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Three months after a deadly earthquake reduced Haiti’s capital to ruins, a senior delegate for the Canadian Red Cross was in Vancouver yesterday to share his experiences.

Three months after a deadly earthquake reduced Haiti’s capital to ruins, a senior delegate for the Canadian Red Cross was in Vancouver yesterday to share his experiences.

Jean Pierre Taschereau led the field assessment of critical aid required in affected areas immediately after the earthquake, and returned to spearhead the transitional shelter program ahead of the hurricane season.

Q: What were the biggest challenges in the weeks after the quake?

A: Everything was a challenge, so the question was how to prioritize. The first was logistical access because we were bringing in so many teams and the Port-au-Prince airport was gridlocked. We were living under tents in a warehouse. After 12 days we were 215 delegates sharing two showers and two latrines.

Q: What are some of the successes of the relief effort?

A: (Our) vaccination and public-health campaign. There’s been no outbreaks or epidemics. This is a silent victory.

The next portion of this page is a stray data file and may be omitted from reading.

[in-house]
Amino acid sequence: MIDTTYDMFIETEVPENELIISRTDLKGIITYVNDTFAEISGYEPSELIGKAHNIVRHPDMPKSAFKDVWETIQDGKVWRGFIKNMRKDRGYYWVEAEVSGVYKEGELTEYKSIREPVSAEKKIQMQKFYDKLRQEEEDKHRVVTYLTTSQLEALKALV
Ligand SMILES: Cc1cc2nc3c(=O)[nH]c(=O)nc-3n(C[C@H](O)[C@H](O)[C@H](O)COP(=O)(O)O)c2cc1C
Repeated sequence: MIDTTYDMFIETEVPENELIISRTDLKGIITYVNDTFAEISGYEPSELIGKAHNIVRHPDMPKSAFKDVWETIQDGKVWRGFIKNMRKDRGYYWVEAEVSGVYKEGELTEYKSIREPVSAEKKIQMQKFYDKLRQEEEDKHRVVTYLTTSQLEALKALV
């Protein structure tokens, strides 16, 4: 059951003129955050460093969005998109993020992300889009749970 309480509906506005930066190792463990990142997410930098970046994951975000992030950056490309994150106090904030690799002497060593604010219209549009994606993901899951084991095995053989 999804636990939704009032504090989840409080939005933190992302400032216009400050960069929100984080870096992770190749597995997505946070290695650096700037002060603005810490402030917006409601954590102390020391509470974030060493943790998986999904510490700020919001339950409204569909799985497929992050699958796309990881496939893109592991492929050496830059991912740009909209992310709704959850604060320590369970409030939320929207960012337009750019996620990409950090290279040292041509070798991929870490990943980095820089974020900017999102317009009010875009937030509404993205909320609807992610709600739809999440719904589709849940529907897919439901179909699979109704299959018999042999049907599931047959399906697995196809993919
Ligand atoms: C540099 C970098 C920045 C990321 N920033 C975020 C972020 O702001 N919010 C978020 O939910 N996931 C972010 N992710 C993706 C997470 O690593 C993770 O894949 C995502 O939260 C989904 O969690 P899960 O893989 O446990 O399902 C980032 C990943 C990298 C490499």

Q: What still needs to be done?

A: We need to develop long-term solutions. The Red Cross (alone) is distributing over 1.5 million litres of drinking water a day, but we’re trucking that water (in) because the public water infrastructure has been destroyed, and this is not sustainable.

It took six months for Americans to clear the rubble at Ground Zero and ... there is 25 times the amount of that throughout the city.”

Q: What do you want Canadians to know about your effort in Haiti?

A: Canadians donated more than $175 million to the cause. We are in this for the long run ... so we can not only bring people back, but bring them back (to a) better (country), even after the cameras leave and the attention moves somewhere else.

 
 
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